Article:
First Ghanaian woman Chief Executive Officer (CEO) in the telecommunications industry, Lucy Quist has asserted that she complained to her mum about being disliked by her colleagues after her first day at school.
According to her, after her family arrived in Ghana from the UK, she was enrolled in school and found it difficult to make friends in her new environment.
She recounted that she started schooling in Ghana at a time where most of her colleagues were halfway through primary school and had formed friendship bonds then. And that made it difficult for her to make any friend. “It’s not like they didn’t like me. But they already had their friends.”
“I went home and told my mum that the kids didn’t like me and didn’t want to play with me.”
The response Lucy’s mum gave her changed her perspective on things and urged her to work to make her own friends. “She told me life is what you make it and I understood what she said. After that, I didn’t go and complain to my mum again.”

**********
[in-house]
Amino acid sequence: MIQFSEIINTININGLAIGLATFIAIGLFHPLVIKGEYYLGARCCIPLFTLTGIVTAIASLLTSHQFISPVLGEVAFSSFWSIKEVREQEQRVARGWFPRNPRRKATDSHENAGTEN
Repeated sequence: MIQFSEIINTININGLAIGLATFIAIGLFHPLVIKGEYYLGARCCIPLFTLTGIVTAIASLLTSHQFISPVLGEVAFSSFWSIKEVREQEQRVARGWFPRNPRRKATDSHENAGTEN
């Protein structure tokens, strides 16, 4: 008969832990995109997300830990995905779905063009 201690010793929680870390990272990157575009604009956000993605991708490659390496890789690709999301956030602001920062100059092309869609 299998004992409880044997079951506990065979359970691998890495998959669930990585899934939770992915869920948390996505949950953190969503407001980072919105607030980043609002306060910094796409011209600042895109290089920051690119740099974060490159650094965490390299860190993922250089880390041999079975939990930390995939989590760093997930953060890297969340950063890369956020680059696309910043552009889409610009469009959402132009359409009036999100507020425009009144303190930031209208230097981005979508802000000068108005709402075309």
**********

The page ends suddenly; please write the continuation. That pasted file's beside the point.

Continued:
She also pointed out the fact that secondary education in Ghana was something we should all be proud of as it instilled in students high levels of values which shape us. “Sometimes we think of education very narrowly. Most importantly, I think of education through the values the institution can instil in you and the socialization it offers.”
The London born Ghanaian business and technology executive motioned that the Ghanaian secondary education system talks about integrity and making your speech true. She believes that one is also taught to take the responsibility of right and wrong wherever one finds herself.
“In addition to the value system in our schools, there is the socialization we also get there. The value system in Presec really got me ahead.”
Lucy attended Wesley Girls’ High School in Cape Coast and attended sixth-form College at the Presbyterian Boys’ Senior High School.
She is proud to have been in a community of ladies who concentrate and also urge their colleagues to focus on their abilities and not on them being feminine at her time in Wesley Girls’.
By: Joel Sanco